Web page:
Turkey Agricultural Newsletter #1
Our latest agricultural news on several topics: the proposal of raise of tomato export quota by Russia, the severe drought in the country, training in agriculture and husbandry for refugees and about the Food Committee meeting to discuss the increasing food prices. 1 februari 2021
Russian agriculture ministry wants to raise tomato export quota Turkey
The Russian Agriculture Ministry has proposed increasing its quota for tomato imports from Turkey by 25%. Officials proposed that the quota be raised to 250,000 tons for fresh or chilled tomatoes, Interfax news agency reported on Tuesday.
The current upper limit is around 200,000 tons, which Turkish exporters say was reached at the end of November. Moscow in late February this year increased the quota for tomatoes imported from Turkey from 150,000 to 200,000 tons.
Russia, which previously limited the purchase of vegetables from Turkey due to strained relations between the two countries, lifted the ban in November 2017 and set quotas. On December 9th, Turkish exporters associations called for the removal of quotas on tomato sales to Russia, a move they claim is supported by both Turkish exporters and Russian importers. The statement was made jointly by seven associations across the country.
Turkey faces its worst drought in a decade
Water levels are critically low in Turkey's cities and countryside. Crop failures and water rationing could be right around the corner.
As 2021 begins, most of Turkey is experiencing severe drought. Numerous reservoirs around Istanbul—the country’s most populous city (15 million)—have reached their lowest water storage levels in 15 years. Crop production could be threatened if conditions persist.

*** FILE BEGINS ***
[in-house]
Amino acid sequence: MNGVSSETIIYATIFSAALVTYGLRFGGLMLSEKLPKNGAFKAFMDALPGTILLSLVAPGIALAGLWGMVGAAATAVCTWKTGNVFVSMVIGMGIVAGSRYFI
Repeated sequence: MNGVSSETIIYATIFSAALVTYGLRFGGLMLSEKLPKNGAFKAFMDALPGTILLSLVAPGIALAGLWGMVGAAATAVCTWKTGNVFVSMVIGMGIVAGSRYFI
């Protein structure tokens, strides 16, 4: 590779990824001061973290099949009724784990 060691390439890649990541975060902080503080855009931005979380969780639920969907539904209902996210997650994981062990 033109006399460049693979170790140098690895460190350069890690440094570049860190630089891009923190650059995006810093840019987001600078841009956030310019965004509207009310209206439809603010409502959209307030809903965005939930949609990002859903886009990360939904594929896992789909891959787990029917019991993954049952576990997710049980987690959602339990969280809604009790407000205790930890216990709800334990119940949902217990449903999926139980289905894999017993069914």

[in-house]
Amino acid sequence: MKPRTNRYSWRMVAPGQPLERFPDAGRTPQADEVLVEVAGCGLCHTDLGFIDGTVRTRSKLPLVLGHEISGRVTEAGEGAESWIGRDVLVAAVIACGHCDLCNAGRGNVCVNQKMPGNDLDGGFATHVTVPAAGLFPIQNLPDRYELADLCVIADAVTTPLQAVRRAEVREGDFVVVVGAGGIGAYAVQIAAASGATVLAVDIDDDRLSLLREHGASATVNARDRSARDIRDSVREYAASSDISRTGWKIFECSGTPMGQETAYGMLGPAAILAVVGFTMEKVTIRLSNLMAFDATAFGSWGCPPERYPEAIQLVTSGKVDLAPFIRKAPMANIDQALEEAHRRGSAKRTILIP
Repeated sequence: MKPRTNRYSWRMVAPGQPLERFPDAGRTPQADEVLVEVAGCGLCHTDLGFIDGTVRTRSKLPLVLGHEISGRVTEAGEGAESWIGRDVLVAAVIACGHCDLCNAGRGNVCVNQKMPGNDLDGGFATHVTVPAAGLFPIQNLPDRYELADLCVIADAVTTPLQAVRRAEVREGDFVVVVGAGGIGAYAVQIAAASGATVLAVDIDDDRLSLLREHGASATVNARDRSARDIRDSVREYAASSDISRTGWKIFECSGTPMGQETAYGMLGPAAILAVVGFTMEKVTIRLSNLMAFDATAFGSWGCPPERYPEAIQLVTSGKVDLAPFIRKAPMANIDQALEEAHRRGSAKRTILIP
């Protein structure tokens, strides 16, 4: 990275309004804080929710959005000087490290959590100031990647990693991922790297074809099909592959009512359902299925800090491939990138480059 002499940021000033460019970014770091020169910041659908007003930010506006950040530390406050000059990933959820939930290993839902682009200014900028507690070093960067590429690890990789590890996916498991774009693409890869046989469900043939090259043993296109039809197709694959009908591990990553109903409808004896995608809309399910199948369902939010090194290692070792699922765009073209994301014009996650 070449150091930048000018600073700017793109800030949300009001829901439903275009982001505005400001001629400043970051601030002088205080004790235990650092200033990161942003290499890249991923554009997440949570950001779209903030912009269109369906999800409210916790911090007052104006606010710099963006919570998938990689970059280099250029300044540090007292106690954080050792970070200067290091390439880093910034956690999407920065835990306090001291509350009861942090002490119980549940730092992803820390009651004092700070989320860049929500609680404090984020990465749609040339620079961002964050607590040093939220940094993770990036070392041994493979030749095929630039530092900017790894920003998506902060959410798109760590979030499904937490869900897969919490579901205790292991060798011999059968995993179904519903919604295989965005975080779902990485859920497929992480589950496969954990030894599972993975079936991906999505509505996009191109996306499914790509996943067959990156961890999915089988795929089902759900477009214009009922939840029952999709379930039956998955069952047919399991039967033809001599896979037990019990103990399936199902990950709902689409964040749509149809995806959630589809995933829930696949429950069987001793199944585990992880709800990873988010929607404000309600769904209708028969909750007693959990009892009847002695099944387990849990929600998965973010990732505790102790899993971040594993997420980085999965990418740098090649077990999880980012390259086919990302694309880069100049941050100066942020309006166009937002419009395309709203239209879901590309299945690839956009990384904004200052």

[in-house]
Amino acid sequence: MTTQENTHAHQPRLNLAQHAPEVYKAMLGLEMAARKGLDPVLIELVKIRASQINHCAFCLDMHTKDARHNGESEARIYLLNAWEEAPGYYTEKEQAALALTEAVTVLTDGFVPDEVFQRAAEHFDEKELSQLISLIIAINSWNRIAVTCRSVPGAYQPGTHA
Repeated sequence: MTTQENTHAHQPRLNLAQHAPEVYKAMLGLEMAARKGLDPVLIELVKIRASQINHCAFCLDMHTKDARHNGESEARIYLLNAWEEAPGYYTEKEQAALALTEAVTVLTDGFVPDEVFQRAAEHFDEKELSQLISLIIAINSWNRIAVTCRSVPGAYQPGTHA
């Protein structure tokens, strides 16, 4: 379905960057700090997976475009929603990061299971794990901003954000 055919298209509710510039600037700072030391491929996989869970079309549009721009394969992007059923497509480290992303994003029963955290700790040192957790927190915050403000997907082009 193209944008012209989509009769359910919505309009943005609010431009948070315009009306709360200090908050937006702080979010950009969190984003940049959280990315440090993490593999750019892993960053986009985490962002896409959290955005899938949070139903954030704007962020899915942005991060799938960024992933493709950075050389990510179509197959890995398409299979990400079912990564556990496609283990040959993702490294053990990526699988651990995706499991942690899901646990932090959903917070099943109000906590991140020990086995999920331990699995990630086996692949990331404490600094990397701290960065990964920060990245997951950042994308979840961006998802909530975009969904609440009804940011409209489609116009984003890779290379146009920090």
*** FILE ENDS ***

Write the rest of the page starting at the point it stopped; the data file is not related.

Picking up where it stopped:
The dry conditions come after several seasons of low rainfall. In 2019, the summer and autumn months were mostly devoid of rain, and water levels in reservoirs dwindled. Then 2020 was the driest of the past five years, with notably little rainfall in the latter half of the year. Since July 2020, nearly all provinces in Turkey received below-average rainfall nearly every month. From October to December, precipitation across the country was 48 percent lower than the average for 1981-2010.
In the Konya Plain, farmers experienced about 38 percent less precipitation from July to December 2020 than the same time in 2019. The lack of rainfall in the past six months has dramatically reduced grain harvests and triggered drought alerts for farmers, leaving uncertainty for future crop production.
Turkey trains refugees in agriculture, animal husbandry
With the support of international organizations, Turkish authorities have been providing training in agriculture and husbandry for refugees in the eastern province of Van.
The training is funded by the European Union, with contributions from the U.N. Food and Agriculture Organization, Turkey's Agriculture and Forestry Ministry and Family, Labor and Social Services Ministry.
It is conducted under the supervision of the provincial agriculture directorate, aiming to support refugees' integration into Turkish society and their contribution to the economy.
The training is currently provided for 50 refugees in farms and greenhouses on agriculture and poultry techniques and the use of machinery and equipment.
Food Committee holds a meeting
The Food Committee held a meeting to discuss the increasing food prices last week. The ministers of Finance, Trade, Agriculture, the central bank governor and the head of the presidential budget board joined this meeting. They discussed the establishment of an “early warning system against price increases.
During the last couple of months the food prices showed an rapid increase and had an negative impact on country’s inflation. the Food Committee was established in order to control unfair price increases in grocery stores and eliminate the food stocking for manipulating the prices. During the last 6 months the food prices in general showed an increase of around 18% in Turkey.